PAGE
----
This week specimens of this insect were brought me by Mr. A. R. Phillips, of this city, with the statement that his vineyard in Virginia is infested with them to a perilous extent. I at once sent Mr. L. O. Howard, my first assistant, in company with two others to the vineyard in question for the purpose of experimenting with remedies. Mr. Howard’s report was very gratifying. Finding it impracticable to jar them from the vines into sheets or other receptacles, and keep them there, he hit upon the plan of drenching the sheets with kerosene; this worked in a most satisfactory manner. The mode of procedure is as follows: Take two pieces of common cotton sheeting, each being two yards long and half as wide; fasten sticks across the ends of each piece to keep the cloth open and then drench with kerosene. Give the sheets thus prepared to two persons, each having hold of the rods at opposite ends of the sheets. Then let the persons pass one sheet on either side of the vine, being careful to unite the cloth around the base of the vine; then let a third person give the stake to which the vine is attached a sharp blow with a heavy stick. Such a blow will in nearly every case jar the beetles into the sheets, where the kerosene kills them almost instantly.

This process, after a little experience, can be performed almost as rapidly as the persons employed can walk from one vine to another. The expense necessary is very trifling, and boys can do the work quite as well as men. Warm bright afternoons are the proper times for this work to be done, and it should be performed faithfully every sunny day until the vines are out of danger. This mode of combatting the beetle promises to be much more effectual than any other which has been hitherto suggested; for it can be used early in the season before the vines are seriously injured and before the insects have begun to multiply. In connection with the above, the remedies which have been recommended often should, if necessary, be used. These are as follows: First, all rubbish should be removed from the vineyard, and the stakes and trellises which support the vines be well cleaned of bark and splinters, so as to afford the beetles little chance for hibernating in the vineyard. Second, if the larvæ appear in great numbers, lime should be sifted over the vines.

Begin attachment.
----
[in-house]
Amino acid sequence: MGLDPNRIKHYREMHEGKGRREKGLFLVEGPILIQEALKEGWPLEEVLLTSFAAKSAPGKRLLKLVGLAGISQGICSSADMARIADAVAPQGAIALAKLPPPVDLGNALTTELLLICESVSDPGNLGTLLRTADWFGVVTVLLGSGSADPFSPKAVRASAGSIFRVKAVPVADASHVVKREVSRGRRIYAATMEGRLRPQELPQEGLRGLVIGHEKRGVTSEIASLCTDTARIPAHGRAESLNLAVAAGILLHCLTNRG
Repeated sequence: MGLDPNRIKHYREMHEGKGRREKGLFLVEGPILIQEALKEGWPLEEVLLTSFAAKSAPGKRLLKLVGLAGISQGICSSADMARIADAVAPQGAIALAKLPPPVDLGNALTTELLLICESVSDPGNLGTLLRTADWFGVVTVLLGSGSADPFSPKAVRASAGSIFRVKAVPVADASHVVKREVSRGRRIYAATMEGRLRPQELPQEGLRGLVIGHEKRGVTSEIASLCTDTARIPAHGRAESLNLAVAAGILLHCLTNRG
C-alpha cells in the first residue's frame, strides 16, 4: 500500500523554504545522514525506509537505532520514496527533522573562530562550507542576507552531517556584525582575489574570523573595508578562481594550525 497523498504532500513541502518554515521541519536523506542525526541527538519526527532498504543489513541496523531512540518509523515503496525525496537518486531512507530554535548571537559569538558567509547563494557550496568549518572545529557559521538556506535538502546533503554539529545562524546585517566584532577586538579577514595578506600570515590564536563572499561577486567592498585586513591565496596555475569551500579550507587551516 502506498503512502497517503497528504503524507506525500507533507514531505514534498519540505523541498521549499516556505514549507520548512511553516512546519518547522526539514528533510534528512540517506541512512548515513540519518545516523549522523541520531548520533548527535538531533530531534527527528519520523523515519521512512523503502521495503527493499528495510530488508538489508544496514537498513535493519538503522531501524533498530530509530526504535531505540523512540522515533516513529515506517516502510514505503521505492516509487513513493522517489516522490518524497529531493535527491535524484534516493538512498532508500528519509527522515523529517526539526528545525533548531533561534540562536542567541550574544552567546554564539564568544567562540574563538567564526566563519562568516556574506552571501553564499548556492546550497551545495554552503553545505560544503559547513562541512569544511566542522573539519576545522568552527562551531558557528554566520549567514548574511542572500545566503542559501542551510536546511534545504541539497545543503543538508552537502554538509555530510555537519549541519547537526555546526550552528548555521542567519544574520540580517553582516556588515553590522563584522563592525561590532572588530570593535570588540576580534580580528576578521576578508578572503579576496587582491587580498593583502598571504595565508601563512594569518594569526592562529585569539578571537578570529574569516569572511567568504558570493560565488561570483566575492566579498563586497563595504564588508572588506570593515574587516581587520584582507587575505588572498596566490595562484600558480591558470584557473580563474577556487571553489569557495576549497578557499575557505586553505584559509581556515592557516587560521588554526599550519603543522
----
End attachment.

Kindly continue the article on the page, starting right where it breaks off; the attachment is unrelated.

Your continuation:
Some time ago there appeared in one of the English Horticultural periodicals the following recipe for making liquid manure that could be safely applied to growing plants without danger of injury. It was as follows: Put a bushel of the clippings of horses’ hoofs into a barrel and fill it up with water. Let it stand for a week, when it is ready for use. Apply it with a watering-pot. All bedding plants can be watered with this liquid every other day, if they are not pot bound. Repotted plants should be watered once a week until they have plenty of working roots to take up the manure. It will also be found excellent for hard-wood plants if used once or twice a week. Two or three weeks after the plants have been watered with the manure water, the foliage generally changes from a green to a golden yellow, moving from the stem down to the point of the leaf, which, however, lasts only for a few weeks, when it changes to a dark, glossy green. Plants under this watering grow very strong, and the flowers are very regal and bright in color. Plants thus treated can be kept in very small pots for a long time without being transplanted.

We find this recipe now going the rounds of the American journals, credited to a Baltimore florist, who seems to say as the result of his experience that this liquid manure, applied in the manner mentioned above, is especially advantageous to market gardeners, enabling them to sell plants grown in three and four-inch pots as large and attractive as those shifted into five and six-inch pots, when only rich soil is used. It is added that plants grown in this manner by the use of this liquid fertilizer, will bring twenty-five per cent. more than those grown in the ordinary way; having this additional advantage, that being in smaller pots they can be packed closer, will weigh less, and can be easier handled. It is also claimed that this fertilizer is not a stimulant but a plant food, and that plants which have been watered with it will not fail when planted out, but will continue to grow and keep in growth, which is not the case when they have been stimulated with guano, while it is claimed that it is as quick in its action as guano, fully as powerful, and more lasting in its effects.